More on Recode

By Steve Hunley, Publisher
publisher@knoxfocus.com
Please make time to attend the first Recode zoning change workshop in City Council this upcoming Thursday, February 7 at 5:30 p.m. in the Main Assembly Room of the City-County Building. Your future property rights could depend on your attendance.
Recode Draft 4 was approved by Knoxville-Knox County Planning on January 10. Instead of the normal 30-day review period the Knoxville-Knox County Planning Commission closed comments on Recode and voted to approve it ten days after the Draft 4 release. There have been many public concerns voiced about Knoxville-Knox County Planning not following the rules on the required public review period. There are also many complaints that Draft 4 of Recode was released on December 27 during the Christmas holidays.
Recode began as a goal to tweak, simplify, and update the zoning code of the City of Knoxville. An urban planning consultant, Camiros of Chicago, was hired to assist in this update. Somewhere, somehow an idea came from Knoxville-Knox County Planning to shelve fifty years of Knoxville zoning code and its supporting case law and replace it with what has become a 287-page document known as Recode Knoxville.
No citizen asked for this change. This may have been done without the normal legal notice. No property owner was mailed a MPC rezoning notice. There were no little black MPC signs placed on the 73,000 city properties affected. Most property owners in Knoxville are completely unaware their property rights may change.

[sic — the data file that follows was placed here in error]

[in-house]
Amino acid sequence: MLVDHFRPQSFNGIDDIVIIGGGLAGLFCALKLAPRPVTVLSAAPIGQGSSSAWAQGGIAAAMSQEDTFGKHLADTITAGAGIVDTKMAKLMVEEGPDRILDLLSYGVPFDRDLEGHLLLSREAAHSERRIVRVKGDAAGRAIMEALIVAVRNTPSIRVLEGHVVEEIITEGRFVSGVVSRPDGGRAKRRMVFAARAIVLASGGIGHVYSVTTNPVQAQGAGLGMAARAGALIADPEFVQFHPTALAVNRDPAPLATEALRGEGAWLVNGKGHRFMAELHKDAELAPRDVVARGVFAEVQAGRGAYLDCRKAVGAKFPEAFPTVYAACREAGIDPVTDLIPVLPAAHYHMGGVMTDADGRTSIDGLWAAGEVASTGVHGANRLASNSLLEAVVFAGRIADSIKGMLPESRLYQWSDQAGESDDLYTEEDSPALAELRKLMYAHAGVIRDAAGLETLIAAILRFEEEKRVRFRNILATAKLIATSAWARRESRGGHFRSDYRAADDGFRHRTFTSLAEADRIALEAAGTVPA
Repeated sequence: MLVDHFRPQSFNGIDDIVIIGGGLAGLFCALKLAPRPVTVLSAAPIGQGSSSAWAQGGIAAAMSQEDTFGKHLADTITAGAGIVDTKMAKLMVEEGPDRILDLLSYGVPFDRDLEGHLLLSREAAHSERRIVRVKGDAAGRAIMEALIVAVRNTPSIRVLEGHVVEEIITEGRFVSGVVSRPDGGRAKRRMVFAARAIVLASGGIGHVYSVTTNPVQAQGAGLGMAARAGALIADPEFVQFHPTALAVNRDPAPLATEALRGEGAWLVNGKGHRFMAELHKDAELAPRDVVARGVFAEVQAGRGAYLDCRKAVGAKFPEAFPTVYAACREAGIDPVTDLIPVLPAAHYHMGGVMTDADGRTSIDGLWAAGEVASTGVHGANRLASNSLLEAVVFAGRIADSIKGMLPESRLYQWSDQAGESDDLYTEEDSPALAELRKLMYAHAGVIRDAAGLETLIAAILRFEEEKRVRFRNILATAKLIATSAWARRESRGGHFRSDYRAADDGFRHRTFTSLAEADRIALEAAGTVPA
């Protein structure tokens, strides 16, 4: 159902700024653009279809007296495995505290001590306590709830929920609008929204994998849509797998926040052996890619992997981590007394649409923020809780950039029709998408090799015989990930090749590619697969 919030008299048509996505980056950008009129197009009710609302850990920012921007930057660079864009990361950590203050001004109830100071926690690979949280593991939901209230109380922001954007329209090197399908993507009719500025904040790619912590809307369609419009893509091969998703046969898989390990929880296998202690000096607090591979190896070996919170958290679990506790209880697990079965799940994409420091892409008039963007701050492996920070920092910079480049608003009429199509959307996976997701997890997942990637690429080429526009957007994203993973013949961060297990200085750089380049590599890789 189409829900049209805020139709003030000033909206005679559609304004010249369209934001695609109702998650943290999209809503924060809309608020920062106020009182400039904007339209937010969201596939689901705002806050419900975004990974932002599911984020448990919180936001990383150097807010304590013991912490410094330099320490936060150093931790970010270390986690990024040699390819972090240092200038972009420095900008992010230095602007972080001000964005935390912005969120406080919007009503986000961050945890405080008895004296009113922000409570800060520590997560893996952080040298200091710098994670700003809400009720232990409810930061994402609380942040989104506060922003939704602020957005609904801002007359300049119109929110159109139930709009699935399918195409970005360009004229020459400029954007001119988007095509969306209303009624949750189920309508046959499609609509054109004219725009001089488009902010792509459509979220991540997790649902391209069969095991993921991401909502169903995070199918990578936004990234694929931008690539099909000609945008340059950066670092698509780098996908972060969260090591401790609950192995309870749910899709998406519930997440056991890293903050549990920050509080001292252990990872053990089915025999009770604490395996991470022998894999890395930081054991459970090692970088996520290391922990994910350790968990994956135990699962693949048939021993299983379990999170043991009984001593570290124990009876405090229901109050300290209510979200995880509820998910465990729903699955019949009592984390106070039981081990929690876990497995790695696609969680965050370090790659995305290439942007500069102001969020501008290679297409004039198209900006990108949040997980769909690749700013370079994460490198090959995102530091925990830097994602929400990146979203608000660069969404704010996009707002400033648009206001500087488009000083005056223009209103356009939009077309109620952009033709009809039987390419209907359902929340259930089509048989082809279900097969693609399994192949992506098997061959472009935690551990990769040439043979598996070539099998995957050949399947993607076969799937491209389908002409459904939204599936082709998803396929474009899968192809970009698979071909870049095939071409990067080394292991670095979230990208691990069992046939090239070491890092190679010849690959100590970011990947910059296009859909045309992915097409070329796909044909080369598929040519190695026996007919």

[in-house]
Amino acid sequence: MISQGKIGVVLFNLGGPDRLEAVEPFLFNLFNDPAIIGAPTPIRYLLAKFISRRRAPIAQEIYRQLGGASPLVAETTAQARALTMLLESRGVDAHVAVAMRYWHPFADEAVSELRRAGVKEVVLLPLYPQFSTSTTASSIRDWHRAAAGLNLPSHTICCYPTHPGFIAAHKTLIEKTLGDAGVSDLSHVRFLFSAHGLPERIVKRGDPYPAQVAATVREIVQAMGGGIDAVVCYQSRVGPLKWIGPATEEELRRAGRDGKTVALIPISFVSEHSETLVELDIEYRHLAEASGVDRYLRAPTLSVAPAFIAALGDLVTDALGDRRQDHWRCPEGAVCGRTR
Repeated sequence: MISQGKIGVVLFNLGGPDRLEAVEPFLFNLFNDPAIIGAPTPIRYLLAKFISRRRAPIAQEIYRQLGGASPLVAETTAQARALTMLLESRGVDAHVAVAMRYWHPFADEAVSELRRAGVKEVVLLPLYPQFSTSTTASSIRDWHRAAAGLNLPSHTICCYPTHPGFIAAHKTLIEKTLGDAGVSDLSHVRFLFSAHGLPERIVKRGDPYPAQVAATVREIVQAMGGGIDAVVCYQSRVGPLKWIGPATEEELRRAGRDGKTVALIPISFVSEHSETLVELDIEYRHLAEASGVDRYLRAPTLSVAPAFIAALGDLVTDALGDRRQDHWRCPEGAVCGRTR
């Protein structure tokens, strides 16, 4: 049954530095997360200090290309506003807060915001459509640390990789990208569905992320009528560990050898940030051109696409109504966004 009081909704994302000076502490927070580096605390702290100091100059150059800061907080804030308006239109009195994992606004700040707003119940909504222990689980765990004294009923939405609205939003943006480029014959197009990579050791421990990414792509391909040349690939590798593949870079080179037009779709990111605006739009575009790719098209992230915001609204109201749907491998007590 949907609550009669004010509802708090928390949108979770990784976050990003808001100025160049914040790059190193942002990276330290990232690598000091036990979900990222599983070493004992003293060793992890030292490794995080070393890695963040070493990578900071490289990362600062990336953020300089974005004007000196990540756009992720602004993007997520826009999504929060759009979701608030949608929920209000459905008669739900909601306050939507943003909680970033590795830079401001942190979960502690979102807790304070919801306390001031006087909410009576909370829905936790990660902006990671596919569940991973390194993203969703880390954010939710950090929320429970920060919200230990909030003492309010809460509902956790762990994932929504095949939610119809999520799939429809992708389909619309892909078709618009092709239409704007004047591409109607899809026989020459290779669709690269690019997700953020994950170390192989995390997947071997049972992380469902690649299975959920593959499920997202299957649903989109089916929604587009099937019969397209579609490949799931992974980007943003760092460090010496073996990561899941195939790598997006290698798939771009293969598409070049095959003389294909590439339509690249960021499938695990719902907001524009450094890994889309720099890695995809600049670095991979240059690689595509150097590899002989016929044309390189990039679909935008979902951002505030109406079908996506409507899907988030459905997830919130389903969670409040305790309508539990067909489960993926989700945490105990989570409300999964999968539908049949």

Less than one half of 1% of the 180,000 people who live in Knoxville attended Recode workshops over a two and half year period. Only 756 people went to Recode meetings. There are only 603 comments on the Recode website. Almost all of these comments speak to changes that need to be made to Recode and request more time and more public input.
Knoxville neighborhoods are not happy with Recode. It brings mixed use apartments with little to no parking requirements and accessory dwelling units for the suburbs. The idea with accessory dwelling units is that a person could build an apartment in their back yard. Neighborhood covenants do not trump zoning so this could expose every neighborhood to many backyard dwellings.
A big issue to me is that term-limited city council members will vote on Recode just as they are leaving office. These term limited city council members will have only two Recode workshops before they vote. A lot of folks that I have talked to consider this to be unfair to Knoxville property owners.
This is only one of two chances for you to be heard by your elected city council members. Please be sure to make the time to attend and let your voice be heard.

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